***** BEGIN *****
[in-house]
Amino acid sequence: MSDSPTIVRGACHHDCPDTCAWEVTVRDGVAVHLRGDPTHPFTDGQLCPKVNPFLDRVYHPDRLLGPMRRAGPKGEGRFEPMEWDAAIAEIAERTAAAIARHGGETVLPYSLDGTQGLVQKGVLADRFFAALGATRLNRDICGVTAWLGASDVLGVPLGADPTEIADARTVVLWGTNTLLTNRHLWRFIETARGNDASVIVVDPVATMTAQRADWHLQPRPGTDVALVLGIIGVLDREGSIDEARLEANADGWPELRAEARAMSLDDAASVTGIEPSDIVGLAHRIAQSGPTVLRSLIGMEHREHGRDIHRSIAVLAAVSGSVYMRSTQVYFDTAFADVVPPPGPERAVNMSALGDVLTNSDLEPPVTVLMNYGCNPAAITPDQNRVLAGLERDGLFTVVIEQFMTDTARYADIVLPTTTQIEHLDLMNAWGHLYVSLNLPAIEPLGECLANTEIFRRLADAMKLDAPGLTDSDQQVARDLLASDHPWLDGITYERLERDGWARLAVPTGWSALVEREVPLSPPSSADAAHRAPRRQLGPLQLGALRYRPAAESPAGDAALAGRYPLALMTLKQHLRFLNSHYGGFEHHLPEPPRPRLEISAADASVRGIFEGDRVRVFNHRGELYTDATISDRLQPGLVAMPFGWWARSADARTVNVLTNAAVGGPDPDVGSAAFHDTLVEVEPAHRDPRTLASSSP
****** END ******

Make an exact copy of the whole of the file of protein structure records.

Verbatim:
[in-house]
Amino acid sequence: MSDSPTIVRGACHHDCPDTCAWEVTVRDGVAVHLRGDPTHPFTDGQLCPKVNPFLDRVYHPDRLLGPMRRAGPKGEGRFEPMEWDAAIAEIAERTAAAIARHGGETVLPYSLDGTQGLVQKGVLADRFFAALGATRLNRDICGVTAWLGASDVLGVPLGADPTEIADARTVVLWGTNTLLTNRHLWRFIETARGNDASVIVVDPVATMTAQRADWHLQPRPGTDVALVLGIIGVLDREGSIDEARLEANADGWPELRAEARAMSLDDAASVTGIEPSDIVGLAHRIAQSGPTVLRSLIGMEHREHGRDIHRSIAVLAAVSGSVYMRSTQVYFDTAFADVVPPPGPERAVNMSALGDVLTNSDLEPPVTVLMNYGCNPAAITPDQNRVLAGLERDGLFTVVIEQFMTDTARYADIVLPTTTQIEHLDLMNAWGHLYVSLNLPAIEPLGECLANTEIFRRLADAMKLDAPGLTDSDQQVARDLLASDHPWLDGITYERLERDGWARLAVPTGWSALVEREVPLSPPSSADAAHRAPRRQLGPLQLGALRYRPAAESPAGDAALAGRYPLALMTLKQHLRFLNSHYGGFEHHLPEPPRPRLEISAADASVRGIFEGDRVRVFNHRGELYTDATISDRLQPGLVAMPFGWWARSADARTVNVLTNAAVGGPDPDVGSAAFHDTLVEVEPAHRDPRTLASSSP